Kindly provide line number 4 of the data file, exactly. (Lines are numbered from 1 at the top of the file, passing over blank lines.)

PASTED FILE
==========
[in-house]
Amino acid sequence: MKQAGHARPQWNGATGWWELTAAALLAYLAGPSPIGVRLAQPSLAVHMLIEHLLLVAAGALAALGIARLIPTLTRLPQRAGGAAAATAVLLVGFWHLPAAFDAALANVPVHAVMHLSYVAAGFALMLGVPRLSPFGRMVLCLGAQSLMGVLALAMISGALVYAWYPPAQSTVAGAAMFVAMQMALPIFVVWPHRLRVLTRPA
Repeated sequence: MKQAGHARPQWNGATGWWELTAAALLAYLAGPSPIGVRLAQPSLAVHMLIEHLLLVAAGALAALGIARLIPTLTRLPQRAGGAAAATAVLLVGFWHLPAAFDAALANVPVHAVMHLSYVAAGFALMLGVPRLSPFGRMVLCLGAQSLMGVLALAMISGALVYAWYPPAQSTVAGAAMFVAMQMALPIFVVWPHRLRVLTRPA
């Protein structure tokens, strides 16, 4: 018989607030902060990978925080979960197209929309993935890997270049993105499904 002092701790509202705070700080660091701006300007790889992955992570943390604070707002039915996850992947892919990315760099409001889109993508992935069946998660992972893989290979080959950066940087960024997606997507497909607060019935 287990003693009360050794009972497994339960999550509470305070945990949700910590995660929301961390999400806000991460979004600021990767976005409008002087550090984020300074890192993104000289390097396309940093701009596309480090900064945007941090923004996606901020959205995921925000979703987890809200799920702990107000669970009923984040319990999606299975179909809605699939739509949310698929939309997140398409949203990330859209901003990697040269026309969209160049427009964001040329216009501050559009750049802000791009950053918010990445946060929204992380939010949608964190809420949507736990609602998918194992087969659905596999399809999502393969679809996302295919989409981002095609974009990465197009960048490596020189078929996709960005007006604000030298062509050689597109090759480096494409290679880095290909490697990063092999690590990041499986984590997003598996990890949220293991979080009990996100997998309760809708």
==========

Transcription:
């Protein structure tokens, strides 16, 4: 018989607030902060990978925080979960197209929309993935890997270049993105499904 002092701790509202705070700080660091701006300007790889992955992570943390604070707002039915996850992947892919990315760099409001889109993508992935069946998660992972893989290979080959950066940087960024997606997507497909607060019935 287990003693009360050794009972497994339960999550509470305070945990949700910590995660929301961390999400806000991460979004600021990767976005409008002087550090984020300074890192993104000289390097396309940093701009596309480090900064945007941090923004996606901020959205995921925000979703987890809200799920702990107000669970009923984040319990999606299975179909809605699939739509949310698929939309997140398409949203990330859209901003990697040269026309969209160049427009964001040329216009501050559009750049802000791009950053918010990445946060929204992380939010949608964190809420949507736990609602998918194992087969659905596999399809999502393969679809996302295919989409981002095609974009990465197009960048490596020189078929996709960005007006604000030298062509050689597109090759480096494409290679880095290909490697990063092999690590990041499986984590997003598996990890949220293991979080009990996100997998309760809708």